Good mistakes

Don't be afraid of making mistakes. It is important that we learn from them

Man hodling his head

While reading the newspaper one day, Rudyard Kipling came across a curious announcement. He wrote a letter to the paper’s editor: “I’ve just read that I am dead. Don’t forget to delete me from your list of subscribers.”

Kipling could joke about such a big mistake. But most of us are not so tolerant. In fact, we usually view mistakes rather disapprovingly. Yet mistakes need not always be “bad”. A colleague once said to me: “Everyone makes mistakes. Some are good mistakes, some are bad.” She said it rather innocently, but what she said was profound.

Often, what we think of as mistakes turn out to be favourable to us. No, it does not happen with purpose or design. In fact, a mistake is always labelled as one only in hindsight. Warren Buffet, one of the world’s greatest stock market investors and also a philanthropist, once said, “In the business world, the rear view mirror is always clearer than the windshield.” We can safely extend his observation to the other departments of our life too.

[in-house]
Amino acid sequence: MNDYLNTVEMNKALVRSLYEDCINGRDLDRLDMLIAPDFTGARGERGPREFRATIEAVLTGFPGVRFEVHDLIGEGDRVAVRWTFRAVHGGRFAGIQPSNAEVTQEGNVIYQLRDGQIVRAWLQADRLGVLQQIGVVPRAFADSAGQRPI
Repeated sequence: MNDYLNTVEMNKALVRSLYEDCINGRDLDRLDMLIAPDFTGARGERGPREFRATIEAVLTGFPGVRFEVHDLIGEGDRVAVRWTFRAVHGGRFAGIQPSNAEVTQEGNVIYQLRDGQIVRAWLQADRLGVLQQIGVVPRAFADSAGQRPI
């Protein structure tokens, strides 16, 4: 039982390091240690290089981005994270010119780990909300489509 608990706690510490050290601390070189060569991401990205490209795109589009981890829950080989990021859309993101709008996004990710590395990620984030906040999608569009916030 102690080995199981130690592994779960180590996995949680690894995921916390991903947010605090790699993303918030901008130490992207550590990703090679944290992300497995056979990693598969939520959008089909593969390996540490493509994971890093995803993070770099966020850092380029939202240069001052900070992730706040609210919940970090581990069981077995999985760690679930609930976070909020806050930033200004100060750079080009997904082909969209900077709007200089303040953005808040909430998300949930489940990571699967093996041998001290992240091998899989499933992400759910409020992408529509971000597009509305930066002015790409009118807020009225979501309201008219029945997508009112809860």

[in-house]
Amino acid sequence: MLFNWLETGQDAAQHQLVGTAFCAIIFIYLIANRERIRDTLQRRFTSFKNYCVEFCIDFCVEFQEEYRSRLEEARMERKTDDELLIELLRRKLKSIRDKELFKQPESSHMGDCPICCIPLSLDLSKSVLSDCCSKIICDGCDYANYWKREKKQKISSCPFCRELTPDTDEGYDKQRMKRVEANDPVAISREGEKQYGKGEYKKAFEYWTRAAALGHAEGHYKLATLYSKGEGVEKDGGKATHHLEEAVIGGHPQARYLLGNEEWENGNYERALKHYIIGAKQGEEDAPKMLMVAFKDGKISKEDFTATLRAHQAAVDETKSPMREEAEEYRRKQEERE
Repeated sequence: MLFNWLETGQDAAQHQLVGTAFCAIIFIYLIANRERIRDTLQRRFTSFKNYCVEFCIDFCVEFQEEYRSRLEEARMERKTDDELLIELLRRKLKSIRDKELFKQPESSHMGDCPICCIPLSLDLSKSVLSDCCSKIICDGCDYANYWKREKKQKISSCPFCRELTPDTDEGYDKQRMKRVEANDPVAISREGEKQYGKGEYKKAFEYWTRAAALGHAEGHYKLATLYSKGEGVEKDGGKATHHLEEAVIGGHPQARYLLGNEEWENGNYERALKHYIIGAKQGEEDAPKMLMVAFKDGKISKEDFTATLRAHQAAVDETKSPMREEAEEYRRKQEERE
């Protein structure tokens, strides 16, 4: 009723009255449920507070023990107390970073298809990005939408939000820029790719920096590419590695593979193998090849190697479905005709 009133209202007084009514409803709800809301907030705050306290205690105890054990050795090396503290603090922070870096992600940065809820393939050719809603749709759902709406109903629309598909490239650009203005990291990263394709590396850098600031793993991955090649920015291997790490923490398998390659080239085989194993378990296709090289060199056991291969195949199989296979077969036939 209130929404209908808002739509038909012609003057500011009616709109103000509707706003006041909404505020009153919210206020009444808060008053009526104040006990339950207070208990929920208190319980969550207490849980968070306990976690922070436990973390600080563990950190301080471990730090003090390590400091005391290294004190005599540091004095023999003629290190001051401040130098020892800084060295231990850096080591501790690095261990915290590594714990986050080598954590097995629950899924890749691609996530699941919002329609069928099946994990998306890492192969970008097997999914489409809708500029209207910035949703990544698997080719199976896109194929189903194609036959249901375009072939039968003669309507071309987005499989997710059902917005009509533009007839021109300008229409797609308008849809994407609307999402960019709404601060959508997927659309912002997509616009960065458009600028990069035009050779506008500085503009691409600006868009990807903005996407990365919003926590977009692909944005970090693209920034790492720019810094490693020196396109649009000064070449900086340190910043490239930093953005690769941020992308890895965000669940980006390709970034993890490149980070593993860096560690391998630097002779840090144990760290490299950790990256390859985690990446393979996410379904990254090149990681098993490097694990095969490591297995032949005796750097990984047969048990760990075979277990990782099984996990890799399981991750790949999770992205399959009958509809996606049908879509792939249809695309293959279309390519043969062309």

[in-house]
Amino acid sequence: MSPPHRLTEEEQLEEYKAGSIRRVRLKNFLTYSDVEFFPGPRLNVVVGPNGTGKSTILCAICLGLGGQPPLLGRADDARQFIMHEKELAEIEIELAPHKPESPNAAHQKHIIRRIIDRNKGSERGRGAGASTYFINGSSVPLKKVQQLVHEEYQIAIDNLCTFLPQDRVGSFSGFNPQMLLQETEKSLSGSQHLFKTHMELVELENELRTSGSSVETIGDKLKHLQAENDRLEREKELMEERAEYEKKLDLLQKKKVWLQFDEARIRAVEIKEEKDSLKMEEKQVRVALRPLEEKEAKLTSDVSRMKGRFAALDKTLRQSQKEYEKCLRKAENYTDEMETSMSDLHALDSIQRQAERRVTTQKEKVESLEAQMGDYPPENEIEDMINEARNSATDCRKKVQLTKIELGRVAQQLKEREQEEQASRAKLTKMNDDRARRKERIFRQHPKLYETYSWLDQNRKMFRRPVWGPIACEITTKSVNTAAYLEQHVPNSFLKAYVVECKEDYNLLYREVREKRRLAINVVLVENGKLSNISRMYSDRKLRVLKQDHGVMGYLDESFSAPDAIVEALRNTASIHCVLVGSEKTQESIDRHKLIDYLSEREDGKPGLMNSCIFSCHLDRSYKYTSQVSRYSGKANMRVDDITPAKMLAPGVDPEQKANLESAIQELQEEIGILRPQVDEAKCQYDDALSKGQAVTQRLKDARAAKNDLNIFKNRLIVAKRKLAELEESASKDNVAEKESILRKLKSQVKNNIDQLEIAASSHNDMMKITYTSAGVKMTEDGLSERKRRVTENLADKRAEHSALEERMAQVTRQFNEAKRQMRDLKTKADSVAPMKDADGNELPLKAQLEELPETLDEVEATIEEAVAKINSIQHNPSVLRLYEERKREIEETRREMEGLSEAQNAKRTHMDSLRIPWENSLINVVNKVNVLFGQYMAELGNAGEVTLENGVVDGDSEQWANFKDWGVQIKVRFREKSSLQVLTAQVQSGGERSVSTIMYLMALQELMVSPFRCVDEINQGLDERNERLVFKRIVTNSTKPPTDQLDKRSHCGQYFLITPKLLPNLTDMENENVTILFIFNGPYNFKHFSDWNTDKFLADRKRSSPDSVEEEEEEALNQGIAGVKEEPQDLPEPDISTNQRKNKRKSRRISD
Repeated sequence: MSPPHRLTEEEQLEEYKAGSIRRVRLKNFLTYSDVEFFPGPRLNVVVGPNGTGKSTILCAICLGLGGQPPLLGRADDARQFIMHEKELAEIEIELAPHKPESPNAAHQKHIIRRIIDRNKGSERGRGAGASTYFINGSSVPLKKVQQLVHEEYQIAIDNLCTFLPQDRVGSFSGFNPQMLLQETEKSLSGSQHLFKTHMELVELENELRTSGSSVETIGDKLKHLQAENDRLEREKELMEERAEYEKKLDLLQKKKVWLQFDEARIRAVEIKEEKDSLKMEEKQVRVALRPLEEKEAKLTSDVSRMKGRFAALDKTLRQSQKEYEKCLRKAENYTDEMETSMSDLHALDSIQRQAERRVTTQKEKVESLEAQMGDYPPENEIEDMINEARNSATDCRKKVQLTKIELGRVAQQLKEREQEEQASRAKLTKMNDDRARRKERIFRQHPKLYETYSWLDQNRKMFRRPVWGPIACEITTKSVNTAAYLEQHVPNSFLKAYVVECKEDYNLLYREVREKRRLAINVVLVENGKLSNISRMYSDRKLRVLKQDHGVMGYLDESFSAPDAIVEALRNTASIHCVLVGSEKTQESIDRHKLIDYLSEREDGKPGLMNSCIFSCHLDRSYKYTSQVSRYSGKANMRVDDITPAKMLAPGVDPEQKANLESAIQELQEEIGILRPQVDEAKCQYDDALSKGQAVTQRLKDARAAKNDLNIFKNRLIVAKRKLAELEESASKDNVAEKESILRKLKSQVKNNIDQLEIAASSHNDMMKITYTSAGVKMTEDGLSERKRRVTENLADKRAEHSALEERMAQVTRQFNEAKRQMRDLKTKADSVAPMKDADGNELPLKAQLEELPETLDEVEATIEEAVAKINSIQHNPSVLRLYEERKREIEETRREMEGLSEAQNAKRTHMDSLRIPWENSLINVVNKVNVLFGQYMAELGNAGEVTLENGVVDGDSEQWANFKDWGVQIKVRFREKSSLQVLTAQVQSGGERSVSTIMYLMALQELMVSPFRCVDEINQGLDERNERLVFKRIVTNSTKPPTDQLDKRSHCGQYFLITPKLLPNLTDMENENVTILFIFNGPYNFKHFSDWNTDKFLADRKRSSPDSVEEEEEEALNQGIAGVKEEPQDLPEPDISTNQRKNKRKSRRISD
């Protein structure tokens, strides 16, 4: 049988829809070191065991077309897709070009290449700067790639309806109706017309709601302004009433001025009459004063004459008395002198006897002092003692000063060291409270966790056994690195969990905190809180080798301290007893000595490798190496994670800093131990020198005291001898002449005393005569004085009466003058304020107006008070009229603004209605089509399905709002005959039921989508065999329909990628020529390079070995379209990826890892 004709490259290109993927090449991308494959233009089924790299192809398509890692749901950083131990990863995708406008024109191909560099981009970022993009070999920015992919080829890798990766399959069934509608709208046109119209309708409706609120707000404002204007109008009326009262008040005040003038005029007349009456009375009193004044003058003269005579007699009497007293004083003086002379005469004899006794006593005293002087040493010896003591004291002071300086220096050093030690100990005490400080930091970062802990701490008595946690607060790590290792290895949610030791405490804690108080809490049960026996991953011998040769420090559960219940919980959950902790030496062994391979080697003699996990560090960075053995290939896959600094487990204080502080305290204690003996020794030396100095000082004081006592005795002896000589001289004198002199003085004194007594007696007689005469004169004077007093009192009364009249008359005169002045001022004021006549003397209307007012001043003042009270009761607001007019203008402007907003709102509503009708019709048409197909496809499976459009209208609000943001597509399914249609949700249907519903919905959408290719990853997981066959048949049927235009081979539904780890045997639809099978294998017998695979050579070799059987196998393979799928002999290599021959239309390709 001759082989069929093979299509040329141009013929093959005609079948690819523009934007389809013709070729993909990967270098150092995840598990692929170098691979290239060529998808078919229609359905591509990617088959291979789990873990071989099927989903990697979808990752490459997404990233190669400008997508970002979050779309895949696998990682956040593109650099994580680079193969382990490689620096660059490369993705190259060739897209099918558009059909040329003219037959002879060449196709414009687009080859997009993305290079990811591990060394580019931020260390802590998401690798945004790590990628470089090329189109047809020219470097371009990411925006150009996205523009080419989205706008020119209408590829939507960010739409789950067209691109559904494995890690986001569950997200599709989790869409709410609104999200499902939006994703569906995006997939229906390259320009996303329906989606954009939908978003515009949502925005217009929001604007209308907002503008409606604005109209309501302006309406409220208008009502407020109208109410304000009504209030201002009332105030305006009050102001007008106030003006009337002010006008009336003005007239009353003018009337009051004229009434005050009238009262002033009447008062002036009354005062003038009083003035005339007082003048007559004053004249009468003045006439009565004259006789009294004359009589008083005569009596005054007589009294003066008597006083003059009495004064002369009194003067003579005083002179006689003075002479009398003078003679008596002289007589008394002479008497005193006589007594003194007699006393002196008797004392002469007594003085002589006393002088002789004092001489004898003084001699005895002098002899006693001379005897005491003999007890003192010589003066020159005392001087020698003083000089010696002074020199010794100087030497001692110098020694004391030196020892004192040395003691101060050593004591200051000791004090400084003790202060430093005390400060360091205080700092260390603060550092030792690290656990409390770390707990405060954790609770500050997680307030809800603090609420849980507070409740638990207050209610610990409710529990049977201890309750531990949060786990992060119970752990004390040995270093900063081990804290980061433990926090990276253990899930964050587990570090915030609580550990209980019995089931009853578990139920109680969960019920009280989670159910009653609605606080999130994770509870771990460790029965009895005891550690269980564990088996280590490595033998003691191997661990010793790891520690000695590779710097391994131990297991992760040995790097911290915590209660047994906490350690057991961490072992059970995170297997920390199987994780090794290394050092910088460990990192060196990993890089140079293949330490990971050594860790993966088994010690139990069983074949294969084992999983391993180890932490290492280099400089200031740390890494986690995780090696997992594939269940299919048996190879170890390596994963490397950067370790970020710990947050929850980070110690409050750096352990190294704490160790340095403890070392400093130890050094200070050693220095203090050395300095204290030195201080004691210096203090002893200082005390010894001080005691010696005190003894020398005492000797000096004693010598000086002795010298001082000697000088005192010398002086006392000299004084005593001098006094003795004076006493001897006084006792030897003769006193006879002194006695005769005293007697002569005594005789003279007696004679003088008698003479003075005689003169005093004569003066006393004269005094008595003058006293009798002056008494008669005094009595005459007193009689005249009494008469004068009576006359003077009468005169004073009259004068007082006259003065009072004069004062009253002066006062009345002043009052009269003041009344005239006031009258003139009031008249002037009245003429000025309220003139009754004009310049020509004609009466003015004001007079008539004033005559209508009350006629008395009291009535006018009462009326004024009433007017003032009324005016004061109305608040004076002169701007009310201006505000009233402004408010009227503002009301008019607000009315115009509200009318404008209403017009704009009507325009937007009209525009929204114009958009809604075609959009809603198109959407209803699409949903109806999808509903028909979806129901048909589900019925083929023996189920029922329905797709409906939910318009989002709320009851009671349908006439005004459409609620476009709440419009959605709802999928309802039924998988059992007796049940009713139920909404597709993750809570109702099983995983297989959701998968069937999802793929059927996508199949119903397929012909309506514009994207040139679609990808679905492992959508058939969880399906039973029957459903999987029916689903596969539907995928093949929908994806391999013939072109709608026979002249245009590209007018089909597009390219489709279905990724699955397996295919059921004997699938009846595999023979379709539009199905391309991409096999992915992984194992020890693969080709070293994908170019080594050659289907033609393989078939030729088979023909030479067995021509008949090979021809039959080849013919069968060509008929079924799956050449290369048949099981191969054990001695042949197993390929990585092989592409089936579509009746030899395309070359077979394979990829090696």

I like the expression “good mistake”. A good mistake is one that we make in our ignorance [or arrogance] and then, when we realise it didn’t serve us, we tag it as a mistake. Yet, with time we realise that it was not a mistake at all. Better still, it was a good mistake. Because in the long-term, the perspective changes and we begin to accept that whatever happened was for the best.

No one starts doing anything with an intention to make a mistake. Mistakes just happen. The choices we make, the decisions we take are subject to a myriad of forces outside our control, many of them unpredictable. From that perspective, mistakes are indispensable to success in life. The only way to avoid them is to do nothing – and that is a BIG mistake.

Lloyd Jones said, “The men who try to do something and fail are infinitely better than those who try nothing and succeed.” Inaction and indecisiveness is the cornerstone of a dull, boring, uninteresting life. When we are afraid of “mistakes” and avoid making them, we are turning away joy, excitement and a richer life.

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Manoj Khatri
Manoj Khatri has spent the last two decades learning, teaching and writing about wellbeing and mindful living. He has contributed over 1500 articles for several newspapers and magazines including The Times of India, The Economic Times, The Statesman, Mid-Day, Bombay Times, Femina, and more. He is a counseling therapist and the author of What a thought!, a critically acclaimed best-selling book on self-transformation. An award-winning editor, Manoj runs Complete Wellbeing and believes that "peace begins with me".


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